Hānai sells food for you to make at home, but at their mobile outdoor kitchen, you can sample the goods as well with small dishes of 100 percent local ingredients. Photo by Anni Caporuscio

By Anni Caporuscio

Hānai has a broad, yet simple vision: To celebrate the abundance and variety of Kauaʻi’s food and to make it available. Hānai is about supporting the agricultural community and bringing people together with the language that we all speak — food.

Hānai sells, supports and represents 100 percent local food, a daunting task to some, a fun challenge to others. It arose from the idea that most people will cook with local ingredients when it’s convenient, but what would cuisine entirely born from Kauaʻi taste like?

Think about all the pieces that have to come together to produce a meal; the meat, the veggies, the starch, the salad, the dessert. The drinks. The spices. The simmering sauces. The oil. The salad dressing. The marinades. All of these things can be readily harvested on Kauaʻi.

Hānai — and its vision — are only possible with relationships created over the years between Chef Adam Watten and island producers. And we are the beneficiaries.

But what I really want to talk about is beef.

Beef skewers sauteed in beef butter. One skewer is flap steak, dense and visceral meat, and the other is sirloin, if you can believe it, a light and gentle cut. Both seasoned with sea salt and a selection of aromatic spices. Photo by Anni Caporuscio

Chef Adam sources his beef from the Sanchez family, who used to supply Kojima store. He says Uncle Willy’s beef is some of the highest quality produce he’s ever worked with. Factors that influence quality are good grass, generations of good genetics, and hanging after slaughter for the proper time. The Sanchez family has a new, impressive facility with the right space and refrigeration. They utilize the entire animal; it’s the right thing to do, as well as a study in versatility.

While he was searing fresh ahi, sweet backyard shrimp and beef skewers, I asked Chris Ryan of Hānai what all the beef for sale was all about. You know, it’s all from a different part of the cow, and each has a different name and purpose that’s pretty mysterious. Here’s what I learned, starting with a knowledge base of zero:

— Beecon: The beef version of bacon. I find it to have a deep and rich flavor, as opposed to the candiness of pork bacon. Use it to flavor soups and stews and anything you’d use bacon for.

— Beef Chips: Like a crispy beef jerky.

— Spider: This comes from the part of the hip bone with a hole, so there’s only two cuts of this per animal. Very tender. Serve sliced.

— Chuck: The back/shoulder part. A chuck steak is from the middle. Dry aging makes it as tender as a rib eye. Check for aging when purchasing a chuck steak.

Fresh-caught “backyard” shrimp. Ikaika Kam, the fisher person on site, says these are smaller than farmed shrimp but have a sweet flavor. It’s true, it’s not just the spices! Served here with young sweet corn shucked and griddled and garnished. Photo by Anni Caporuscio

— Mock Tenderloin: A hidden underneath part of the chuck. Looks like a tenderloin, which is located toward the back of the cow. Also called shoulder tender.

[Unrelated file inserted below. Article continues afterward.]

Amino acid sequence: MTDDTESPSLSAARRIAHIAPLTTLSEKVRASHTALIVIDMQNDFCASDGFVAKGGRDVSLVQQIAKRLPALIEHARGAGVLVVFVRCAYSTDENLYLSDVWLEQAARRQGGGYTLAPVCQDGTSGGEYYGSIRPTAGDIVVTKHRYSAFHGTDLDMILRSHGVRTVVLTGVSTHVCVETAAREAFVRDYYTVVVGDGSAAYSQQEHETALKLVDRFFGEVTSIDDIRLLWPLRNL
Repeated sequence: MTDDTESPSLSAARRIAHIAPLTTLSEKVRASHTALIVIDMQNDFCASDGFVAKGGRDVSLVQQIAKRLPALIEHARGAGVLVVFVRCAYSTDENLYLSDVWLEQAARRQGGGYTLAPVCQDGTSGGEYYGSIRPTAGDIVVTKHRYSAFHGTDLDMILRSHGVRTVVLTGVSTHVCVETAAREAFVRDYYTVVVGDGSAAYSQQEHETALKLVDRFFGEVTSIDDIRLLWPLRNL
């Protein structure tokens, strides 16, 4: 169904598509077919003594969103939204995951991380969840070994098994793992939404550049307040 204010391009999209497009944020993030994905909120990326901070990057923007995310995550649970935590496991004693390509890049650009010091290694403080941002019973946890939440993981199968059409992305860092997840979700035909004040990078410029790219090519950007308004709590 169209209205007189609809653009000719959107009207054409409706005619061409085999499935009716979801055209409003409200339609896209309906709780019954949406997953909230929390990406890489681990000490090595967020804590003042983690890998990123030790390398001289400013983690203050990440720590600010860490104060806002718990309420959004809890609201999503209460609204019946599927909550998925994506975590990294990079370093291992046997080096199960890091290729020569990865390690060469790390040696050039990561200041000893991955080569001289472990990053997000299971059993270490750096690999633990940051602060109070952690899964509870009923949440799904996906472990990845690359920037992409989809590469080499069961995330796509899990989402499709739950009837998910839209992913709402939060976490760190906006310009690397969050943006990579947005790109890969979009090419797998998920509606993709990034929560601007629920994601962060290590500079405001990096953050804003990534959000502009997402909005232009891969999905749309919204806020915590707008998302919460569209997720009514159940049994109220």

— Flap: A part of the sirloin. Best cubed and marinated for kebabs.

— Shank: A leg part. It usually comes in a disk with a shin bone. Make osso buco with shank meat.

— Sirloin: From the back part, a surprise to me.

— Skirt: Great for fajitas as it takes marinade well. Slice with the grain.

— Teri Beef: Kiawe marinated.

— Liver and heart: Many health conscious people are eating liver and heart for they are extremely high in minerals and protein.

— Bone broth: A now legendary rendering of the bones into a remedy for many ailments, or a start for soups and marinades.

— Beef butter: A great cooking medium that takes the place of lard. High in Omega-3 it is a healthy fat.

Chef Adam Watten. Why eat local? He says, “you support the livelihood of our community, you support the traditions of making food, the food is fresher and thus more nutrient dense, and Kaua‘i is able to produce in variety available nowhere else because of our climate and the cultural stew that has brought so many flavors to our shores.” Photo by Anni Caporuscio

Adam, along with his business partner, friend, designer and merchandiser, Lyle Cady, has sought out the best of Kauaʻi produce. What makes Kauaʻi special are the multiple growing seasons that overlap all year long, and the many climates. What is a little known thing that grows here? Stonefruits: peaches and plums. And a pear tree! And spices and sugar!

I went to the Farmer’s Market that Hānai hosts at their home-base location in the Kojima’s Center. From 2 p.m. to dusk on Wednesdays, a spirited gathering of produce, meats, fish, shrimp and extras takes place. Hānai also creates an outdoor kitchen so you can taste a sampler of what’s being sold. It’s a super friendly and vibrant get-together and when I went, there was live music, young farmers shucking sweet corn, kids squealing, and the like

You can find Hānai at the Saturday Farmers Market in Kilauea and at the market they host at their own site on Wednesdays. You’ll remember them as a pop-up restaurant, and a market, and a regular at outdoor markets selling local Kauaʻi meats and ingredients. Keep your eyes peeled for the beginning of next month, when they plan to open up in the Kojima’s location as a full-fledged restaurant.

4-1543 Kuhio Hwy in Kapa‘a. Visit www.HānaiKauaʻi.com to sign up for the mailing list and get updates on menus and where they’ll be.

  • Anni Caporuscio is a food lover and can be found daily at her Kapa‘a business, Small Town Coffee.